When you are very used to taking one road from here to there the usual way all the time, a detour can cause all sorts of issues. It could also get you killed in “Detour” by Joyce Carol Oates. Abigail isn’t feeling herself this mid-March afternoon as it was before she arrived at the unwelcome sign. Being forced out of her normal way home will take her many miles out of her way and will take a lot of time, thus disrupting her normal routine as she savors the time when she is home alone after work and her husband is yet to arrive.
Bill Claymore wants the private investigator to follow his unfaithful wife in “Little City Blues” by Annie Reed. The private investigator may be home from Vietnam, but the war and what he went through in that hell is never far from his thoughts. He is willing to tail her and see what is going on as long as he gets paid. That does not mean he will do every single thing Claymore wants.
The next short story hit me pretty hard though my circumstances were quite a bit different. When a spouse passes, a lot of horrible people reach out to express their condolences and to try to take advantage of the death in one way or another. Most of mine were from women who claimed that Sandi had sent them my way as one of her last acts online or in person, which was obviously impossible, or others who wanted to personally help me with my grief according to their messages that included pictures of them naked or nearly naked. Some just needed plane ticket money. Some claimed to have messages from Sandi so I had to prove who I was by divulging some personal information. Nearly five years later now, it rarely happens by email. Instead, now and at a far lower rate, it happens via Twitter. One hopes that if there is a heaven and a hell, that such people have a front row seat in the hot zone.
In “Grief Spam” by Kristine Kathryn Rusch, a widow has been devasted by her husband’s death. Now, just over two weeks later, she and others are receiving messages that seem to indicate Rob was doing and saying horrible things before he died in the single car crash. Lucca Kwindale has a private investigator company, Kwindale Investigations, and soon has a new mission and a compelling reason to get up and out of bed in the morning. Find out if Rob, the schoolteacher and the man she married and the father of their three daughters, was the man she though he was or if he was a scumbag and quite possibly even a criminal?
Paul Gates and his brother, Tristan, had been thought to be dead after the report by Kevin Delman. Mr. Delman had been lucky to survive the fall off the beach cliff several days ago. Authorities had found no trace of the boys and it was believed they had died and been taken out to sea. Now, four days after the accident, Tristian has pulled himself back up the cliff at a point a considerable distance from where he reportedly went over, and has been taken to a nearby hospital in “A Heaven Or A Hell” by Anna Scotti. The background of the situation with the boys and what really happened are major plot points in this complex tale.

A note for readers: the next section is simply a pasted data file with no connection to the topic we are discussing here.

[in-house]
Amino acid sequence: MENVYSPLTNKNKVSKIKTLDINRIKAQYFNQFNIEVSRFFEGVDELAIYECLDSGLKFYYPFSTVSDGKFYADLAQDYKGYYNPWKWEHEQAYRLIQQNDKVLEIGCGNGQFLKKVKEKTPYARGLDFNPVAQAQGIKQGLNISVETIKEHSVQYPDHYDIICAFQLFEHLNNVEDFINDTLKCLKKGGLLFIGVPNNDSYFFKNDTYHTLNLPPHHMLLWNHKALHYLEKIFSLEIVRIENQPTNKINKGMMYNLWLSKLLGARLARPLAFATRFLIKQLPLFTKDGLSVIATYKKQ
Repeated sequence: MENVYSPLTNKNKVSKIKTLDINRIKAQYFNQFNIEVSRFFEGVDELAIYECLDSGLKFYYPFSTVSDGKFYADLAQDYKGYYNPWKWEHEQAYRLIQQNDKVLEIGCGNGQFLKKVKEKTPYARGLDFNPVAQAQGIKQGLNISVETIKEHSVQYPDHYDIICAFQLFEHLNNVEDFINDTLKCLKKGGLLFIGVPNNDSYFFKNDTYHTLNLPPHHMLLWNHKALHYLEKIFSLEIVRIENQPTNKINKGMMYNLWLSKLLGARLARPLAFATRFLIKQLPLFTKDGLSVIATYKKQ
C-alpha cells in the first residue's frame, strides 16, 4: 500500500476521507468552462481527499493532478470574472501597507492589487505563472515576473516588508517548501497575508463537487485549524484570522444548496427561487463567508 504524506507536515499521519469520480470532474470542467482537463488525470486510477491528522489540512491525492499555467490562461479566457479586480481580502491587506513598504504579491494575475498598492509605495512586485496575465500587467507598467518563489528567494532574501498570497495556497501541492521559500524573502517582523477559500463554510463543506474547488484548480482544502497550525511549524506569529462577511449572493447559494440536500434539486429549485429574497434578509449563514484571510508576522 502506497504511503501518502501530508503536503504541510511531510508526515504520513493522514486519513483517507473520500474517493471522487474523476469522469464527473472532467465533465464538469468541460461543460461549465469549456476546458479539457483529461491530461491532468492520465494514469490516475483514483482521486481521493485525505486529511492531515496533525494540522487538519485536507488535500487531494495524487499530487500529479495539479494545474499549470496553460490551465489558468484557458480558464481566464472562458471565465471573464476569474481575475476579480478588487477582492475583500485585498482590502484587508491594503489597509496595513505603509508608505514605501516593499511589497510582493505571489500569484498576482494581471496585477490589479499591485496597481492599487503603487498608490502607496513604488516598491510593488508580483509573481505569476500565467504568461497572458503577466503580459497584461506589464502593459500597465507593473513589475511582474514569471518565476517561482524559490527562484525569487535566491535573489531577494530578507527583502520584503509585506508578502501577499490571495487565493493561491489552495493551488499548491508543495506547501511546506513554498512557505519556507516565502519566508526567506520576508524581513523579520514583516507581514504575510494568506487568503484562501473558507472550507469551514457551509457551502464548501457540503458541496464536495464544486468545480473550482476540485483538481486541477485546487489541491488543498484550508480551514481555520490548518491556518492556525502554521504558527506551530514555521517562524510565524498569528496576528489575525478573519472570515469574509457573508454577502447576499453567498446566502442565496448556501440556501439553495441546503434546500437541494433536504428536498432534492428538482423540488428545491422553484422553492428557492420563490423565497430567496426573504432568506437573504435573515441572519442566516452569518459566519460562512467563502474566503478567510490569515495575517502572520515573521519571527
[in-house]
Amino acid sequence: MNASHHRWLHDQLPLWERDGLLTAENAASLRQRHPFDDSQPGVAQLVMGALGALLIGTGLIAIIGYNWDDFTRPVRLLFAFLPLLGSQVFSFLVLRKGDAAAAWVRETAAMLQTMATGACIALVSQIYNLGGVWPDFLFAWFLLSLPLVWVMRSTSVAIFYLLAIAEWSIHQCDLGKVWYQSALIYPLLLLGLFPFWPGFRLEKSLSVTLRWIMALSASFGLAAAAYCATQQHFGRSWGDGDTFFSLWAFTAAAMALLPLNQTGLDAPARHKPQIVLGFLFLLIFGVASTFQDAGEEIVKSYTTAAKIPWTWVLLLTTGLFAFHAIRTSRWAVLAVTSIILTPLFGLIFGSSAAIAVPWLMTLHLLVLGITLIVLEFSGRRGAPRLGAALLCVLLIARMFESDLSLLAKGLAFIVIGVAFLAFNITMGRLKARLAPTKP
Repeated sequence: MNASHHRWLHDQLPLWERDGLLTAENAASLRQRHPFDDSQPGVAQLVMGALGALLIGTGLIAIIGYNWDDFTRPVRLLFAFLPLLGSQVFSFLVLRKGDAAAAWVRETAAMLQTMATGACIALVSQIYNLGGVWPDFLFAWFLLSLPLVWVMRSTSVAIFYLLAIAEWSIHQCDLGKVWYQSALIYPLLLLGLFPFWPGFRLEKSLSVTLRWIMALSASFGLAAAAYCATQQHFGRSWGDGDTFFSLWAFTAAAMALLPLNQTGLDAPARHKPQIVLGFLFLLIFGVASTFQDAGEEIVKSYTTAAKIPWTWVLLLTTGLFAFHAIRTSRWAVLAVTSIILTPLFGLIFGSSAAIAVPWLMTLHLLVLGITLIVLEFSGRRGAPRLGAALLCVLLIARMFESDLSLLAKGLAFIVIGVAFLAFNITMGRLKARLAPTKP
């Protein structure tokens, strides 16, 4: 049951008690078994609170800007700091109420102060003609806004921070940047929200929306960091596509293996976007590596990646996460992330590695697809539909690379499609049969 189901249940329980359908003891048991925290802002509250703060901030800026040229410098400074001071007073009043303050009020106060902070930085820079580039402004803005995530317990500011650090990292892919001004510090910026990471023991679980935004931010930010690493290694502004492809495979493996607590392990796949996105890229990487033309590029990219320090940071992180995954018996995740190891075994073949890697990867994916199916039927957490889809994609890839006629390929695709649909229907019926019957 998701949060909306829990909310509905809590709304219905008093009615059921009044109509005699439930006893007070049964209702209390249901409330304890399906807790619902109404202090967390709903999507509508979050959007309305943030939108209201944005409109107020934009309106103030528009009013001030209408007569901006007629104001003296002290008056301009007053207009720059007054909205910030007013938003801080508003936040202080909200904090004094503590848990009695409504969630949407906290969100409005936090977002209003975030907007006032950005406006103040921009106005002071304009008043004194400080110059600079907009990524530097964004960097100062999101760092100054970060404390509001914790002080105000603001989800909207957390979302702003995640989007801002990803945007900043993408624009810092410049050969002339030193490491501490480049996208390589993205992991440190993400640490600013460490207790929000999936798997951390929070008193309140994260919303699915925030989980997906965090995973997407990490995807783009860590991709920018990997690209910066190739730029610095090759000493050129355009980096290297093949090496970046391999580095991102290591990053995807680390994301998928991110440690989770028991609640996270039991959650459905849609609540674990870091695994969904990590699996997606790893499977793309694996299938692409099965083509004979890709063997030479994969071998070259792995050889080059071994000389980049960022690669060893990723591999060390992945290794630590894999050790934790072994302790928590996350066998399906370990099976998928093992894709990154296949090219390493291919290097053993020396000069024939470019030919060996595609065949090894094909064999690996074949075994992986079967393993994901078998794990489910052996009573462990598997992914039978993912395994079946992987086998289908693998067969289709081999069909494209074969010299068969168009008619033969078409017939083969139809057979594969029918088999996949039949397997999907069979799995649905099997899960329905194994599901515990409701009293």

The man is known as Marrick at the hotel in Singapore where he is staying. He gets a message to go to a certain locker at the airport in “Bang On The Money” by Ginny Stuart. He recovers the stored suitcase and changes his clothes and does quite a lot more as his latest job is underway.
Carol Clarke has a lot going on as “The Influencer” by Ellen Tremiti begins. Part of that is her job as a Detective. She isn’t really ready to retire, but her daughter and the grandbaby need her. She also has one last case to work as a favor to her boss. A missing person’s case that is hers because the mother of the missing young lady goes to her boss’s church.
After three weeks on the road doing his job, Ryan Vargas expected his wife in the house and waiting for him. She isn’t. Minutes after he arrives home, he gets a picture on his cellphone making it clear his wife is elsewhere and not by choice. Why she was taken and how he is going to get her back are two major pieces of “Give Or Take A Quarter Inch” by Joseph S. Walker.
It is an early taste of the blazing heat of summer in the neighborhood surrounding the bar known as Nightbirds when Ray Carney arrives. He certainly had no desire to be there as “The Theresa Job” by Colson Whitehead begins, but Freddie wanted to talk to him. Freddie knows about a job. Miami Joe is involved, as is a safe, and his cousin Freddie has been throwing his name around. So now, Ray Carrey is involved even though he wants no part of it.
Sam Kelson and DeMarcus Rodman have had a quiet night in where things in “Where There’s Love” by Michael Wiley. That is when Kelson was not talking as he pretty much talks nonstop these days. Especially when he is nervous. They knew there was something fishy about the overnight security job in the jewelry store. They might soon find out exactly what the deal is as they are no longer alone.
A “Bonus Story” titled “Jury Of Her Peers” by Susan Glaspell brings the short stories to a close. In this short story, Mrs. Martha Hale is summoned, by the Sheriff, along with her husband, to go to a nearby house. Ostensibly, Mrs. Peters wanted her company. Why and what happened there the day before is the crux of this tale.
The book concludes with a listing of ten additional short stories of honorable mention. Among the notable ten are “An Ache So Divine” by S. A. Cosby and “Everybody Comes To Lucille’s” by John M. Floyd. Both stories can be found in the anthology, Jukes & Tonks: Crime Fiction Inspired by Music in the Dark and Suspect Choices, which was edited by Michael Bracken and Garry Phillips, and published by Down & Out Books in April 2021.
The Mysterious Bookshop Presents the Best Mystery Stories of the Year 2022 is an interesting anthology. It certainly fits Mr. Penzler’s stated definition of what constitutes a mystery and there are crimes galore. Diverse in terms of author styles and subject matter, it was also a book that was very much hit or miss for this reader. Some tales very much appealed to me. Others, not at all. Still, every reader should be able to find several stories they really like in the book.
As previously noted, my reading copy came by way of a NetGalley ARC.
Kevin R. Tipple ©2022
Great review! (...though sad to read the aside in response to the Kristine Kathryn Rusch story.) Looking forward to getting the collection myself.
It rocked me pretty good. The last few weeks have been very tough in the old grief sea and no doubt that all played a roll.
Hope you enjoy the book. Apparently they moved the pub date back to 9/27.
Hang in there, Kevin —sending good thoughts your way, always.
And yep, saw that shift in date. I'll stay tuned!